Buy Better: Costco vs. Walmart
Costco (NASDAQ: COT) and Walmart (NYSE: WMT) are both resilient retailers who have resisted Amazon‘s (NASDAQ: AMZN) onslaught as other brick and mortar retailers withered. Over the past decade, Costco shares have jumped nearly 400% as Walmart shares doubled.
Both retailers have leveraged their size to stay relevant. Costco’s wholesale model allowed it to sell products at wholesale prices while strengthening its margins through membership fees. Walmart, owner of Costco rival Sam’s Club, has matched Amazon’s prices and turned its stores into a distribution network for online deliveries and pickups.
However, both stocks recently fell with the broader market amid concerns over the coronavirus crisis, the 2020 election and other macro headwinds. Should investors rack up shares of either retailer during the market downturn?
The main differences between Costco and Walmart
Costco generated 98% of its revenue from product sales in the last quarter and only 2% from membership fees. However, his contributions represented 95% of his net profits.
Costco currently operates 785 warehouses. 546 are located in the United States and Puerto Rico, 100 are located in Canada and the rest are located in other overseas markets. It achieved a 90.9% membership renewal rate in the US and Canada last quarter, and a worldwide renewal rate of 88.4%. These high renewal rates give Costco a wide wedge against Amazon, Walmart, and other retail challengers.
Walmart currently operates approximately 11,500 stores under 56 banners in 27 countries and e-commerce websites in ten countries. Sam’s Club has a comparable presence to Costco, with nearly 600 locations in the United States and more than 200 international stores.
Walmart generated nearly 66% of its revenue in its US stores in the last quarter. 24% came from its international stores and 11% from Sam’s Club. Walmart generated most of its profits from its eponymous stores and affiliate banners, and only 7% of its operating revenue came from Sam’s Club.
Which business is growing the fastest?
Costco has generated much stronger revenue growth than Walmart over the past decade, for two main reasons: its smaller footprint has given it more room to open new stores (especially overseas) and its ecosystem. Strong membership has enabled him to increase his annual fees twice in the past nine years.
Walmart struggled against Amazon for several years before CEO Doug McMillion took over in 2014. McMillion implemented an aggressive turnaround plan for Walmart by boosting its e-commerce capabilities, renovating its stores, opening smaller-format locations and increasing the salaries of its employees. .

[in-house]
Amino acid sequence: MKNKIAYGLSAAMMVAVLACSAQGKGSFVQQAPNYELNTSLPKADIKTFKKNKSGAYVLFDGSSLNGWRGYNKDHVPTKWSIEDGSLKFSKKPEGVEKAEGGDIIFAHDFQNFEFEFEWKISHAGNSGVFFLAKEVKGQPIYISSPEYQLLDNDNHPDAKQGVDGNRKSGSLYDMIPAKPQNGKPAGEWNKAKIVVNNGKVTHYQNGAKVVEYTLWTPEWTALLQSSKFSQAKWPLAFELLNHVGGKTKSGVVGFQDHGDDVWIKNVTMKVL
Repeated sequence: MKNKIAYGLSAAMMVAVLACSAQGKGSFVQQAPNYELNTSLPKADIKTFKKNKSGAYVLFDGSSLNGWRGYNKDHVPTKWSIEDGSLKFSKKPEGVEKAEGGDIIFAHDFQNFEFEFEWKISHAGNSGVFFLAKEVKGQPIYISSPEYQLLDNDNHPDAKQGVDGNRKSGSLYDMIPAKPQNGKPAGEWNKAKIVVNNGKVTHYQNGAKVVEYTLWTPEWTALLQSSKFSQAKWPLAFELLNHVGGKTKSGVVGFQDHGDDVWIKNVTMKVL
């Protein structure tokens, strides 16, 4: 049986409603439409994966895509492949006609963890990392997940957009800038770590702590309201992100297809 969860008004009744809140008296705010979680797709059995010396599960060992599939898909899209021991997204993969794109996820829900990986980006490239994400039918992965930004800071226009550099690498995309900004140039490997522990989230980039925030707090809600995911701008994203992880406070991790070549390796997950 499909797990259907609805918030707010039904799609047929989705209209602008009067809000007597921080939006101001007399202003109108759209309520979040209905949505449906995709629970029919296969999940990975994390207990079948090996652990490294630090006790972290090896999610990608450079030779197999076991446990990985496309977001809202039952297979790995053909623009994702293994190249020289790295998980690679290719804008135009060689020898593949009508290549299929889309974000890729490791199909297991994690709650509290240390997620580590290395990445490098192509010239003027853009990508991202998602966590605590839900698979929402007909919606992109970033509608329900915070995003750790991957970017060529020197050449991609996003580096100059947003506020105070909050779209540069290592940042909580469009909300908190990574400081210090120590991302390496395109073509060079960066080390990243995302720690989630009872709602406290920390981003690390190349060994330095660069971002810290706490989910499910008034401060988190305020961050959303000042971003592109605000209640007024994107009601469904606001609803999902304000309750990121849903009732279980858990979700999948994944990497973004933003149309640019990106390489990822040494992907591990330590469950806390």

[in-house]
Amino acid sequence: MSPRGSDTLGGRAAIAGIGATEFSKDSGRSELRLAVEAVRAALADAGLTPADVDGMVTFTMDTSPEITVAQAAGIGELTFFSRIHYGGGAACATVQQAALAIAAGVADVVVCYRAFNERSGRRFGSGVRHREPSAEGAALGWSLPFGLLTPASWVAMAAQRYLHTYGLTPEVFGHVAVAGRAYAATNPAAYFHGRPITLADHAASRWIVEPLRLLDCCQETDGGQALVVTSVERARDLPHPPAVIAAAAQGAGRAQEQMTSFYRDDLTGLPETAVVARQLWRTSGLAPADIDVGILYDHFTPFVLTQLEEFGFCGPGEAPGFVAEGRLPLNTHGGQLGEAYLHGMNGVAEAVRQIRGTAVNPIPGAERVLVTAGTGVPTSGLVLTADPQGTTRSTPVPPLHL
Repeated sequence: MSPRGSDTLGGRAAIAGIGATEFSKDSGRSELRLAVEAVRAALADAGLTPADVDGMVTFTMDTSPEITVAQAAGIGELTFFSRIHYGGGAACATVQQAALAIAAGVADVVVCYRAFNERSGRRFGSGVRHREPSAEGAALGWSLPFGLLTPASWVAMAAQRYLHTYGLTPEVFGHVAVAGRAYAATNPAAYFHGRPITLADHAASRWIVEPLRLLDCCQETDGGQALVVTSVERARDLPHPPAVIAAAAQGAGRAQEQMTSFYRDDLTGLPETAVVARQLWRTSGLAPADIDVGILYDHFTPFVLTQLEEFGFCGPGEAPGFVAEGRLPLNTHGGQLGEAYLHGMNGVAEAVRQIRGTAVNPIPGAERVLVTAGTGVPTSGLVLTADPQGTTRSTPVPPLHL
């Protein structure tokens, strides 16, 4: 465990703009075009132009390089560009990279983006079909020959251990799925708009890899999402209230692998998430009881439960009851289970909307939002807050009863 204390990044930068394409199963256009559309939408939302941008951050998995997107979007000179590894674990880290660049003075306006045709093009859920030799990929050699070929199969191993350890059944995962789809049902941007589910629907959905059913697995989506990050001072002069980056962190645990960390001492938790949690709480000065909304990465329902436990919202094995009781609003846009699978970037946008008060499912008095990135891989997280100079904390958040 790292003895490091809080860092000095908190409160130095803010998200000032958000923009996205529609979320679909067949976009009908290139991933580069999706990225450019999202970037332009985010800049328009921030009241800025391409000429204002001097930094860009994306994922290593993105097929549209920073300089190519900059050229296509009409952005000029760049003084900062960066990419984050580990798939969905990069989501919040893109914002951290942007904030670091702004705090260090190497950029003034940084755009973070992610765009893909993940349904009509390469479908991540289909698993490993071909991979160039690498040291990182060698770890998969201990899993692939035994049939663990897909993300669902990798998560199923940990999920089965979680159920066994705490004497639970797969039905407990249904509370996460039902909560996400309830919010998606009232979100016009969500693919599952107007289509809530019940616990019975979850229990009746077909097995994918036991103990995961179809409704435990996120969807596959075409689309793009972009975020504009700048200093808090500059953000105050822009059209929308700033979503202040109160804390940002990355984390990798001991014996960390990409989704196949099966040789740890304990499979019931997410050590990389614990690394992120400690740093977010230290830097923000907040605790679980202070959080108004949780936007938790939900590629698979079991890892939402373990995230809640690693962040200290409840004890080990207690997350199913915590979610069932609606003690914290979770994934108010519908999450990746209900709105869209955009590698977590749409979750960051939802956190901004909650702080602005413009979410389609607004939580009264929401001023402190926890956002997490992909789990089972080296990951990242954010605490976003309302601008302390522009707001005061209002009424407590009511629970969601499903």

Costco didn’t implement any aggressive spending plans like Walmart. Instead, its streamlined membership model has delivered consistent profits and allowed it to open new stores. As a result, Costco has consistently generated stronger profit growth than Walmart.
Wall Street expects Walmart’s revenue and profits to grow 3% and 4% respectively this year. Costco’s revenue is expected to grow 7%, with earnings growth of 8%. However, investors should take these forecasts with a grain of salt, as they do not fully reflect the coronavirus epidemic in China, where both retailers operate stores.
Walmart operates 404 Supercenters, 26 Sam’s Clubs and eight neighborhood markets in China. It also has 333 stores in Japan, which is struggling to contain a growing epidemic. Costco operates one store in mainland China, 26 stores in Japan and 16 in South Korea – a market Walmart has failed to break into.
The evaluations and the verdict
Walmart trades at 23 times futures earnings and pays a term dividend yield 1.9%. He has increased that payment every year for 45 consecutive years. Costco has a higher forward P / E of 38 and pays a 0.9% lower forward yield. He has increased this dividend each year for 16 consecutive years.
These valuations suggest that both stocks are a bit foamy relative to their growth estimates, which could be lowered if macro headwinds worsen. I think Costco’s business model is stronger than Walmart’s, but I think Walmart’s lower valuation and higher dividend makes it a safer stock in a volatile market.
This article represents the opinion of the author, who may disagree with the “official” recommendation position of a premium Motley Fool consulting service. We are heterogeneous! Challenging an investment thesis – even one of our own – helps us all to think critically about investing and make decisions that help us become smarter, happier, and richer.